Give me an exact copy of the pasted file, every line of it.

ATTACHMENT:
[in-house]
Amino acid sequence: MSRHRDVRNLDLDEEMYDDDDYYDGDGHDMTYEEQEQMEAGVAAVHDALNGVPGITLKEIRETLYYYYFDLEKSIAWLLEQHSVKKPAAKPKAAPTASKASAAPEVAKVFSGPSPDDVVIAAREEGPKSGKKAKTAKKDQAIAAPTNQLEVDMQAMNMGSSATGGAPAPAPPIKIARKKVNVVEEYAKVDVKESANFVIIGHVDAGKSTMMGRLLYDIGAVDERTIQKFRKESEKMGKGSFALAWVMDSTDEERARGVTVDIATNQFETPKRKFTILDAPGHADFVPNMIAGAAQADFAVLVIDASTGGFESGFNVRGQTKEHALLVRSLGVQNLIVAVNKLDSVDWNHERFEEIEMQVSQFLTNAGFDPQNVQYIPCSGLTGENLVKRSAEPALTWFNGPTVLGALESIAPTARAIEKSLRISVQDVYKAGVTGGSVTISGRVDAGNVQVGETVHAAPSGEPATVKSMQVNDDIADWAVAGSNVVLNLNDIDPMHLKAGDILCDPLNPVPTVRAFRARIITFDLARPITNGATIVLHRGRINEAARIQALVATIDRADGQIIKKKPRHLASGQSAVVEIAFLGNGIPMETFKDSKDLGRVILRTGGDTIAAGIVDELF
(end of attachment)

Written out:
[in-house]
Amino acid sequence: MSRHRDVRNLDLDEEMYDDDDYYDGDGHDMTYEEQEQMEAGVAAVHDALNGVPGITLKEIRETLYYYYFDLEKSIAWLLEQHSVKKPAAKPKAAPTASKASAAPEVAKVFSGPSPDDVVIAAREEGPKSGKKAKTAKKDQAIAAPTNQLEVDMQAMNMGSSATGGAPAPAPPIKIARKKVNVVEEYAKVDVKESANFVIIGHVDAGKSTMMGRLLYDIGAVDERTIQKFRKESEKMGKGSFALAWVMDSTDEERARGVTVDIATNQFETPKRKFTILDAPGHADFVPNMIAGAAQADFAVLVIDASTGGFESGFNVRGQTKEHALLVRSLGVQNLIVAVNKLDSVDWNHERFEEIEMQVSQFLTNAGFDPQNVQYIPCSGLTGENLVKRSAEPALTWFNGPTVLGALESIAPTARAIEKSLRISVQDVYKAGVTGGSVTISGRVDAGNVQVGETVHAAPSGEPATVKSMQVNDDIADWAVAGSNVVLNLNDIDPMHLKAGDILCDPLNPVPTVRAFRARIITFDLARPITNGATIVLHRGRINEAARIQALVATIDRADGQIIKKKPRHLASGQSAVVEIAFLGNGIPMETFKDSKDLGRVILRTGGDTIAAGIVDELF